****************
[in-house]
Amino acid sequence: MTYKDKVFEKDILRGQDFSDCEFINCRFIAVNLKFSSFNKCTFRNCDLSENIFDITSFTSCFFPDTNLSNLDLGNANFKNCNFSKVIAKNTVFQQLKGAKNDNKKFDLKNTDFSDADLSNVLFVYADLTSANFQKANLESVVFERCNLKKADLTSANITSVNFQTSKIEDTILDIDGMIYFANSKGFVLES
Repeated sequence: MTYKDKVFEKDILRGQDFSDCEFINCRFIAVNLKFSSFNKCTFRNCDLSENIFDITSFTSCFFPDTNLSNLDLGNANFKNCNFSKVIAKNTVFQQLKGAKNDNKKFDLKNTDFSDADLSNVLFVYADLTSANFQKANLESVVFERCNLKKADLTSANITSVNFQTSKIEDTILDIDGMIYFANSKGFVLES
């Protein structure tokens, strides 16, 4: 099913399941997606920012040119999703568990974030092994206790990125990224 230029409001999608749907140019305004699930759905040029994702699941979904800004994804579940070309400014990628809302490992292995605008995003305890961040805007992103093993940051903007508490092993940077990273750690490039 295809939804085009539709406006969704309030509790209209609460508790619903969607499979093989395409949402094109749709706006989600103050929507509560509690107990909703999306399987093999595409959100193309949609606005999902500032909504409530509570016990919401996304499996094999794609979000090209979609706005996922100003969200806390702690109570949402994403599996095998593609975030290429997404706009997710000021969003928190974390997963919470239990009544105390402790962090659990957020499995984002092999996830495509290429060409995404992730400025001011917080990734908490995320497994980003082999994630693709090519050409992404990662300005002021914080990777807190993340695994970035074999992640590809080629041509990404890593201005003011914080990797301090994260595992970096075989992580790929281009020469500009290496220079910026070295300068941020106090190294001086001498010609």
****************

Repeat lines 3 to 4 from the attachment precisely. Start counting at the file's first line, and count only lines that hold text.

Repeated sequence: MTYKDKVFEKDILRGQDFSDCEFINCRFIAVNLKFSSFNKCTFRNCDLSENIFDITSFTSCFFPDTNLSNLDLGNANFKNCNFSKVIAKNTVFQQLKGAKNDNKKFDLKNTDFSDADLSNVLFVYADLTSANFQKANLESVVFERCNLKKADLTSANITSVNFQTSKIEDTILDIDGMIYFANSKGFVLES
């Protein structure tokens, strides 16, 4: 099913399941997606920012040119999703568990974030092994206790990125990224 230029409001999608749907140019305004699930759905040029994702699941979904800004994804579940070309400014990628809302490992292995605008995003305890961040805007992103093993940051903007508490092993940077990273750690490039 295809939804085009539709406006969704309030509790209209609460508790619903969607499979093989395409949402094109749709706006989600103050929507509560509690107990909703999306399987093999595409959100193309949609606005999902500032909504409530509570016990919401996304499996094999794609979000090209979609706005996922100003969200806390702690109570949402994403599996095998593609975030290429997404706009997710000021969003928190974390997963919470239990009544105390402790962090659990957020499995984002092999996830495509290429060409995404992730400025001011917080990734908490995320497994980003082999994630693709090519050409992404990662300005002021914080990777807190993340695994970035074999992640590809080629041509990404890593201005003011914080990797301090994260595992970096075989992580790929281009020469500009290496220079910026070295300068941020106090190294001086001498010609």